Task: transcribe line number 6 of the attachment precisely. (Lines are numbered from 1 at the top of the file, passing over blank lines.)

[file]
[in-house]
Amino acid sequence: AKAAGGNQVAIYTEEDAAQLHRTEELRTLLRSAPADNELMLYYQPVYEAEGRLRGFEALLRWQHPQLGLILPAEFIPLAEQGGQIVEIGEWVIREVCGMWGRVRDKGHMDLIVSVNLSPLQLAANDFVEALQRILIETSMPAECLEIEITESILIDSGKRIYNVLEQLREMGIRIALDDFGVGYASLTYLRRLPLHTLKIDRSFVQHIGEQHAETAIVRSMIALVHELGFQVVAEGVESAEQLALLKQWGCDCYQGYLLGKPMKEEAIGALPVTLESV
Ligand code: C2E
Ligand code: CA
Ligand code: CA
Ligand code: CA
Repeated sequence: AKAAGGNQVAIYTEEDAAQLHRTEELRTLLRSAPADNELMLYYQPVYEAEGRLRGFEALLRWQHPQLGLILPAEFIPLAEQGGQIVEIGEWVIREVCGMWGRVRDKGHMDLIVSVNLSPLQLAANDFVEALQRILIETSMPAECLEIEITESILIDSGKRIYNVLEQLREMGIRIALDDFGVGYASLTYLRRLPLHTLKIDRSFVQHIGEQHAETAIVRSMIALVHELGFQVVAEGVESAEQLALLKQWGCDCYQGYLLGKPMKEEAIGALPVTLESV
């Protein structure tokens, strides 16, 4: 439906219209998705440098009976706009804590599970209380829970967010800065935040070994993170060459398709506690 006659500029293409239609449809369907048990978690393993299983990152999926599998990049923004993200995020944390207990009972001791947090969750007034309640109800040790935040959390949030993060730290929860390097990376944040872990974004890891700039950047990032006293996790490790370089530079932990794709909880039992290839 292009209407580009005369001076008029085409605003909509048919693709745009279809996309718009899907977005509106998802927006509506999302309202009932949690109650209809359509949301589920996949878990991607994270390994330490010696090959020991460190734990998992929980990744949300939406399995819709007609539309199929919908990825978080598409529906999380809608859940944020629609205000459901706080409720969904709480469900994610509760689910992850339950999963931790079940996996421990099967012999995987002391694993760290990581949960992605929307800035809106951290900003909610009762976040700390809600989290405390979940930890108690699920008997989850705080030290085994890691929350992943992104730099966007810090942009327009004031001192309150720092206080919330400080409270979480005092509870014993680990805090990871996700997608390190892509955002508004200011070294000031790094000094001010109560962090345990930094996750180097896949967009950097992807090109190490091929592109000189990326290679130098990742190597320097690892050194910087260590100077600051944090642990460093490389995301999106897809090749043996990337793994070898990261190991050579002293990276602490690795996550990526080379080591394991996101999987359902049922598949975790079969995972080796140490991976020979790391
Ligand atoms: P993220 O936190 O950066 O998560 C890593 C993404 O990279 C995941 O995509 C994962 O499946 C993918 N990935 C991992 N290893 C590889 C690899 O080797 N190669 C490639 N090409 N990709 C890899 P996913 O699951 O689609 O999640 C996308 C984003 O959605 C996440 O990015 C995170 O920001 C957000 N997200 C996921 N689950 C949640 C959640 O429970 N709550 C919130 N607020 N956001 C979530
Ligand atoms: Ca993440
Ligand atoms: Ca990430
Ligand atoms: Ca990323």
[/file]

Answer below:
Ligand code: CA